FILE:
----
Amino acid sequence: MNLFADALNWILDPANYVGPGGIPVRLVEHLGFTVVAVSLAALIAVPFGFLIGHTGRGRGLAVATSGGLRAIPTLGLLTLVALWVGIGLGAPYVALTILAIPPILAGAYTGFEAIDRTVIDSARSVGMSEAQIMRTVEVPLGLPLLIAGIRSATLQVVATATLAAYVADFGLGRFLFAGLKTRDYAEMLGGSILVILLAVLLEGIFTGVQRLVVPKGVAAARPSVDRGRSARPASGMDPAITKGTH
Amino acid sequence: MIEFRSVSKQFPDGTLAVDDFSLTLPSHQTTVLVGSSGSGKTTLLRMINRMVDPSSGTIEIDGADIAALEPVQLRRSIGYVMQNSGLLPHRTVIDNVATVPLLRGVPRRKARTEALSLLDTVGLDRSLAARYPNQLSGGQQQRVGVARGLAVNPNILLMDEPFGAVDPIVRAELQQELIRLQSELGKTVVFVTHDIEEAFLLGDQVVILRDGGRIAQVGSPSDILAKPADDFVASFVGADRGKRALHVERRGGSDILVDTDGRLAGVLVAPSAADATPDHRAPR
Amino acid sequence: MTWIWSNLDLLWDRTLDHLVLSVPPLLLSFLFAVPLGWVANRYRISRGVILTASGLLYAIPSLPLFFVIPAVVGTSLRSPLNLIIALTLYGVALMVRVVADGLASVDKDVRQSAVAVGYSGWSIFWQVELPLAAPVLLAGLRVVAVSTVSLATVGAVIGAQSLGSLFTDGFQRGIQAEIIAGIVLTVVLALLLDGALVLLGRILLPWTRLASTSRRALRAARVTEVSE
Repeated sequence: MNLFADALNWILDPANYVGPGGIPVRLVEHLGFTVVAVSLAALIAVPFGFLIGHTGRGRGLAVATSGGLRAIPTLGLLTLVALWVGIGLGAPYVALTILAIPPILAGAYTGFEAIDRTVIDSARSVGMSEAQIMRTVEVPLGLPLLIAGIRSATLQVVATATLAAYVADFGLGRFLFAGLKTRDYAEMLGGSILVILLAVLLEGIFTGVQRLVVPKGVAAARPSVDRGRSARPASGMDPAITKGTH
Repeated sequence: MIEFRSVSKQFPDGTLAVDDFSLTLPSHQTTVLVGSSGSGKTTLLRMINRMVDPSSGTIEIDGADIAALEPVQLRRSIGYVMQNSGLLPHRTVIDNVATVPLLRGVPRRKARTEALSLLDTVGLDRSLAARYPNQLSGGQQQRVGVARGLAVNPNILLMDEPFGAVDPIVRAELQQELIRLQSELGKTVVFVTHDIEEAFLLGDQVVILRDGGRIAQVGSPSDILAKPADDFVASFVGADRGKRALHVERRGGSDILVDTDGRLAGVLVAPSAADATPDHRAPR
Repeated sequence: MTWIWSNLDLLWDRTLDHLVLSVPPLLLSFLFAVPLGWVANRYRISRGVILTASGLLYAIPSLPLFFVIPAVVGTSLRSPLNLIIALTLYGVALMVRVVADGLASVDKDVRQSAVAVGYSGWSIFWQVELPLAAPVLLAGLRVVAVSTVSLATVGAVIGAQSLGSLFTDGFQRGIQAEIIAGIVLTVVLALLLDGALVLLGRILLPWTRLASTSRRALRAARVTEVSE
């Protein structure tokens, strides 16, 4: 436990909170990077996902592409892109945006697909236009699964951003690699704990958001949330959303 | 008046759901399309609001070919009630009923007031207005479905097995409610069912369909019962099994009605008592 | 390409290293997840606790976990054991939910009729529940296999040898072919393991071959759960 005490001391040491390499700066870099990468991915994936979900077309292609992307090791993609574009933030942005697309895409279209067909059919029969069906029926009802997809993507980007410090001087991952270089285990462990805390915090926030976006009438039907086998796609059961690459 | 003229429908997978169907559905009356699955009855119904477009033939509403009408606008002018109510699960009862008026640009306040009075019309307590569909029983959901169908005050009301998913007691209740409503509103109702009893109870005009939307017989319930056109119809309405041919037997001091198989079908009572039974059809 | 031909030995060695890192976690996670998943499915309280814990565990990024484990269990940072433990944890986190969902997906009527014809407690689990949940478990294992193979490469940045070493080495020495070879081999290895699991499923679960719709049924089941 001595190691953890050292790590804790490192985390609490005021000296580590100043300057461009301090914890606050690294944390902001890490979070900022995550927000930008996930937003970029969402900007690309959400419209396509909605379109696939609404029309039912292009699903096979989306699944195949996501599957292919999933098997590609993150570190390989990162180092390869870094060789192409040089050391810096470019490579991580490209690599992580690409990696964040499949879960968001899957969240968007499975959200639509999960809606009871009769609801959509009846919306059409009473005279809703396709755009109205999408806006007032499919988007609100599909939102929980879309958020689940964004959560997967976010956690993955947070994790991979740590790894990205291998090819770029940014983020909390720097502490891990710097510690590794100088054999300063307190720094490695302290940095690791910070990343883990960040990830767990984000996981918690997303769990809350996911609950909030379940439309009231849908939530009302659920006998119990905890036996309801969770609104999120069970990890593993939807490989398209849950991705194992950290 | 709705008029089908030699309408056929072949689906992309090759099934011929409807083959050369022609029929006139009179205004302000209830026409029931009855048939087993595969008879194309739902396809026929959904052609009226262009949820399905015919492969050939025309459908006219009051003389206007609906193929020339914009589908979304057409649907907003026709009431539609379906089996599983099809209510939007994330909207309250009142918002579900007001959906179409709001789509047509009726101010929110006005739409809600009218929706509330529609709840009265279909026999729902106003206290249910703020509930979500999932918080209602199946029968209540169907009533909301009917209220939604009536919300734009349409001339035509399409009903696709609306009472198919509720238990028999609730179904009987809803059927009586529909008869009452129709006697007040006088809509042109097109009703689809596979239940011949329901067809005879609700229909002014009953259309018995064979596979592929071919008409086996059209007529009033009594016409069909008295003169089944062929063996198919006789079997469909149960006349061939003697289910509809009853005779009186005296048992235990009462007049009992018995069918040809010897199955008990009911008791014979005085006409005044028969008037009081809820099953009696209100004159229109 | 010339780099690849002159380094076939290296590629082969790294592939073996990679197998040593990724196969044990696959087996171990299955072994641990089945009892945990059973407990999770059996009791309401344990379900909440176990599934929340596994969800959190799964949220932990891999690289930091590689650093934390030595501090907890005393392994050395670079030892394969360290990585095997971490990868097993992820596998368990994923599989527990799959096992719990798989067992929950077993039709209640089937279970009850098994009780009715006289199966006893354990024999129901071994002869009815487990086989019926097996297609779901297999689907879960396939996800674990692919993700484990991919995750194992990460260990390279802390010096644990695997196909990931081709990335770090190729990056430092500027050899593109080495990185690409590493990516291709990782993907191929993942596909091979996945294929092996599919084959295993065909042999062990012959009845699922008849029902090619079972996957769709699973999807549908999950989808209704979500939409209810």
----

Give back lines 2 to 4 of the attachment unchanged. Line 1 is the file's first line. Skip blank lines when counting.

Amino acid sequence: MIEFRSVSKQFPDGTLAVDDFSLTLPSHQTTVLVGSSGSGKTTLLRMINRMVDPSSGTIEIDGADIAALEPVQLRRSIGYVMQNSGLLPHRTVIDNVATVPLLRGVPRRKARTEALSLLDTVGLDRSLAARYPNQLSGGQQQRVGVARGLAVNPNILLMDEPFGAVDPIVRAELQQELIRLQSELGKTVVFVTHDIEEAFLLGDQVVILRDGGRIAQVGSPSDILAKPADDFVASFVGADRGKRALHVERRGGSDILVDTDGRLAGVLVAPSAADATPDHRAPR
Amino acid sequence: MTWIWSNLDLLWDRTLDHLVLSVPPLLLSFLFAVPLGWVANRYRISRGVILTASGLLYAIPSLPLFFVIPAVVGTSLRSPLNLIIALTLYGVALMVRVVADGLASVDKDVRQSAVAVGYSGWSIFWQVELPLAAPVLLAGLRVVAVSTVSLATVGAVIGAQSLGSLFTDGFQRGIQAEIIAGIVLTVVLALLLDGALVLLGRILLPWTRLASTSRRALRAARVTEVSE
Repeated sequence: MNLFADALNWILDPANYVGPGGIPVRLVEHLGFTVVAVSLAALIAVPFGFLIGHTGRGRGLAVATSGGLRAIPTLGLLTLVALWVGIGLGAPYVALTILAIPPILAGAYTGFEAIDRTVIDSARSVGMSEAQIMRTVEVPLGLPLLIAGIRSATLQVVATATLAAYVADFGLGRFLFAGLKTRDYAEMLGGSILVILLAVLLEGIFTGVQRLVVPKGVAAARPSVDRGRSARPASGMDPAITKGTH